A small preparatory oil sketch used by an artist to plan a composition before undertaking the actual work of art

idealism

The practice of seeing or representing things in ideal form rather than as they usually exist in real life.

pictographs

pictures that stand for words or ideas; picture writing

low relief sculpture

Sculptures that barely emerge from the background, such as on coins.

post and lintel

A method of construction in which two posts support a horizontal beam, called a lintel

portico

a porch or entrance to a building consisting of a covered and often columned area

votive figures

images dedicated to the gods

Vermeer

(1632-1675) Dutch painter, son of a silk worker. Neither baroque nor classical; his paintings showed ordinary lives; made interesting with use of light. Painted Officer with a Laughing Girl.

doric order

simple, heavy columns without a base and topped by a broad, plain capital

ionic order

columns had an elaborated base and a capital carved into double scrolls that looked like the horns of a ram

mary cassat

an American painter exiled in Paris, painted sensitive portraits of women and children and earned a place in the pantheon of the French impressionist painters

Kandinsky

Russian; one of the first and most influential abstract painters; joined the Blue Rider and the Bauhaus

Paul Klee

A Swiss artist who painted mainly in the twentieth century. Hes is known for his whimsical, small-scale works that display a mastery of line, form, and subtle colors.

jenny saville

Jenny Saville (born in Cambridge in 1970) is an English painter, she is one of the Young British Artist or YBAs. Saville is known for her large-scale painted depictions of naked women.

iconography

the study of a group of representative pictures or symbols

rhythym

the pattern of sounds pervieced as the reccurance of equivalent beats at more or less equal intervals

encaustic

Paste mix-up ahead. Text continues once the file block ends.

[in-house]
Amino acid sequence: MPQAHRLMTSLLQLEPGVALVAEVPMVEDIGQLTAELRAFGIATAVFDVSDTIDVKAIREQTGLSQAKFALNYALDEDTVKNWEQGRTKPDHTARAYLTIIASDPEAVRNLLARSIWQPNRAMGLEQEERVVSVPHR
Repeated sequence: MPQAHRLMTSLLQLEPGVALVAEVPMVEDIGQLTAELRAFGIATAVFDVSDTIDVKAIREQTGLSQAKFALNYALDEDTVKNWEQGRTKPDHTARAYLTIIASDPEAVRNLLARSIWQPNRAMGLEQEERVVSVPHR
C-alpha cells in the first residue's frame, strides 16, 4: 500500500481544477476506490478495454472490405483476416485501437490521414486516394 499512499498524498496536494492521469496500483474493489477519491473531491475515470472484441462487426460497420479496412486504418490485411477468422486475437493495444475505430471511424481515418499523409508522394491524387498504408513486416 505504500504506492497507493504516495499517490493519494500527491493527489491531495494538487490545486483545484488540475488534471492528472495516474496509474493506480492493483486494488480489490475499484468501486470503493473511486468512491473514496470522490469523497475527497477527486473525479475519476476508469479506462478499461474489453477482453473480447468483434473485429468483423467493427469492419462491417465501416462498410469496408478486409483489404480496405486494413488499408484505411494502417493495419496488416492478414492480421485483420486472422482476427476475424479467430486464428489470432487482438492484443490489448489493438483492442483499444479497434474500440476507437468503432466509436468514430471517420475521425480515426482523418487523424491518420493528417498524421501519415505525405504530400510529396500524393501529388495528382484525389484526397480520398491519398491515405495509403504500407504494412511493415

a painting technique in which colored pigment is added to hot wax

order of pencils

B pencils are darker than H pencils.
dark to light: 6B, 5B, 4B, 3B, 2B, B, HB, F, H, 2H, 3H, 4H

contropasto

stance at ease, weight on one leg, truly natural

high art

Italian painting and sculpture dating from roughly 1490 to 1527, characterized by classicism, with a particular emphasis on form and balance. The three undisputed masters of the High Renaissance are Leonardo da Vinci (1425-1519), Raphael (1483-1520), and Michelangelo (1475-1564). Eg. the "Last Supper"; the "School of Athens"; and the "David."

varnish

paint used to coat a surface with a glossy film; glossy coating produced by using this substance; Ex. nail varnish; V.

Paul Cezanne

French postimpressionist painter who influenced modern art (especially cubism) by stressing the structural components latent in nature (1839-1906)

Georgia O keefe

A pioneer of modernism in America, she first produced largely abstract work, adopting a more figurative style in the 1920s. Her best-known paintings depict enlarged studies, particularly of flowers, and are often regarded as being sexually symbolic.

shirin neshat

This artist recently completed a series of five large-scale video installations inspired by the novel, "Women Without Men". She has also been working on a feature film adaptaion of the book.

diane arbus

American photographer noted for black-and-white square photographs of "deviant and marginal people (dwarfs, giants, transvestites, nudists, circus performers) people whose normality seems ugly or surreal

contour

outline

formalism

Strict adherence to, or dependence on, stylized shapes and methods of composition. An emphasis on an artwork's visual elements rather than its subject.

fluxus

An international avant-garde movement that aimed to spurn existing art theories and aesthetics. Artists often gravitated toward performance art, or aktions; and incorporated social activism into their works.

avant-garde

Ahead of the times, especially in the arts

cinematography

A general term for all the manipulations of the film strip by the camera in the shooting phase and by the laboratory in the developing phase.

videography

operation of a video camera or camcorder in video production

totem pole

wooden post carved with animals or other images; often made by Native Americans of the Pacific Northwest to honor ancestors or special events